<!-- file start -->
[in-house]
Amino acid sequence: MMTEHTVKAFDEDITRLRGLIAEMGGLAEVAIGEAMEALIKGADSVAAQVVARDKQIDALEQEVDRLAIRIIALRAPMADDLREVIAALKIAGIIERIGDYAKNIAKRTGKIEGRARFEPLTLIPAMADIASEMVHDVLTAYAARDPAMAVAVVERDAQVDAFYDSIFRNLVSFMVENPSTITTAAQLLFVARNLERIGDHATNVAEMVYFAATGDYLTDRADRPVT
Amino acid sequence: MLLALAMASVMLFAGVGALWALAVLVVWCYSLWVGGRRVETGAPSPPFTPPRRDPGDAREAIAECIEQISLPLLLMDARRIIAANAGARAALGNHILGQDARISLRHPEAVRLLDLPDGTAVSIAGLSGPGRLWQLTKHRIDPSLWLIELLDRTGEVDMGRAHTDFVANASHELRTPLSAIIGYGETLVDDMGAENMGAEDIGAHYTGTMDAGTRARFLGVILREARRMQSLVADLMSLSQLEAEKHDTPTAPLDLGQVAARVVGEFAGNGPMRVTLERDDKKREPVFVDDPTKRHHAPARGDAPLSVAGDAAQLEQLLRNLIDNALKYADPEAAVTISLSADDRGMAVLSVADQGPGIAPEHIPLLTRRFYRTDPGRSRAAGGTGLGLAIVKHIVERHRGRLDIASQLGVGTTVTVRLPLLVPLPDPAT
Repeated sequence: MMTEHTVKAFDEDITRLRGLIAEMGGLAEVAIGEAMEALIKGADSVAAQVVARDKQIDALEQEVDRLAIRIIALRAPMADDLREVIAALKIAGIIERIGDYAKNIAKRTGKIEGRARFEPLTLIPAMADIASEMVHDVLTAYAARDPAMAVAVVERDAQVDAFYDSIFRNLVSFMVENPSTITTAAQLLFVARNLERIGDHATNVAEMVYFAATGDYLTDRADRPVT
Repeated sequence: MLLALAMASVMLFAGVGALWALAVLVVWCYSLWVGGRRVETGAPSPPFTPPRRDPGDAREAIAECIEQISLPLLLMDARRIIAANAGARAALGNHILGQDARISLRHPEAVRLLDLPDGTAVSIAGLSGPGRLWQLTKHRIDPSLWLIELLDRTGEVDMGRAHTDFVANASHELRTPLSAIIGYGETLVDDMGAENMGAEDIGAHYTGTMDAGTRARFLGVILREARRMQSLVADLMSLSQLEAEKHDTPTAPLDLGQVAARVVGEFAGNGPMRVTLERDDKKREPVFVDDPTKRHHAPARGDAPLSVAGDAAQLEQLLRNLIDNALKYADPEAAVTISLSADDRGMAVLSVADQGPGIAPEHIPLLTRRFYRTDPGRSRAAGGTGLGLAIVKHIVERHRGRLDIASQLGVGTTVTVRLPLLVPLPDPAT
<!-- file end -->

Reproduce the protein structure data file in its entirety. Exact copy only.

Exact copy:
[in-house]
Amino acid sequence: MMTEHTVKAFDEDITRLRGLIAEMGGLAEVAIGEAMEALIKGADSVAAQVVARDKQIDALEQEVDRLAIRIIALRAPMADDLREVIAALKIAGIIERIGDYAKNIAKRTGKIEGRARFEPLTLIPAMADIASEMVHDVLTAYAARDPAMAVAVVERDAQVDAFYDSIFRNLVSFMVENPSTITTAAQLLFVARNLERIGDHATNVAEMVYFAATGDYLTDRADRPVT
Amino acid sequence: MLLALAMASVMLFAGVGALWALAVLVVWCYSLWVGGRRVETGAPSPPFTPPRRDPGDAREAIAECIEQISLPLLLMDARRIIAANAGARAALGNHILGQDARISLRHPEAVRLLDLPDGTAVSIAGLSGPGRLWQLTKHRIDPSLWLIELLDRTGEVDMGRAHTDFVANASHELRTPLSAIIGYGETLVDDMGAENMGAEDIGAHYTGTMDAGTRARFLGVILREARRMQSLVADLMSLSQLEAEKHDTPTAPLDLGQVAARVVGEFAGNGPMRVTLERDDKKREPVFVDDPTKRHHAPARGDAPLSVAGDAAQLEQLLRNLIDNALKYADPEAAVTISLSADDRGMAVLSVADQGPGIAPEHIPLLTRRFYRTDPGRSRAAGGTGLGLAIVKHIVERHRGRLDIASQLGVGTTVTVRLPLLVPLPDPAT
Repeated sequence: MMTEHTVKAFDEDITRLRGLIAEMGGLAEVAIGEAMEALIKGADSVAAQVVARDKQIDALEQEVDRLAIRIIALRAPMADDLREVIAALKIAGIIERIGDYAKNIAKRTGKIEGRARFEPLTLIPAMADIASEMVHDVLTAYAARDPAMAVAVVERDAQVDAFYDSIFRNLVSFMVENPSTITTAAQLLFVARNLERIGDHATNVAEMVYFAATGDYLTDRADRPVT
Repeated sequence: MLLALAMASVMLFAGVGALWALAVLVVWCYSLWVGGRRVETGAPSPPFTPPRRDPGDAREAIAECIEQISLPLLLMDARRIIAANAGARAALGNHILGQDARISLRHPEAVRLLDLPDGTAVSIAGLSGPGRLWQLTKHRIDPSLWLIELLDRTGEVDMGRAHTDFVANASHELRTPLSAIIGYGETLVDDMGAENMGAEDIGAHYTGTMDAGTRARFLGVILREARRMQSLVADLMSLSQLEAEKHDTPTAPLDLGQVAARVVGEFAGNGPMRVTLERDDKKREPVFVDDPTKRHHAPARGDAPLSVAGDAAQLEQLLRNLIDNALKYADPEAAVTISLSADDRGMAVLSVADQGPGIAPEHIPLLTRRFYRTDPGRSRAAGGTGLGLAIVKHIVERHRGRLDIASQLGVGTTVTVRLPLLVPLPDPAT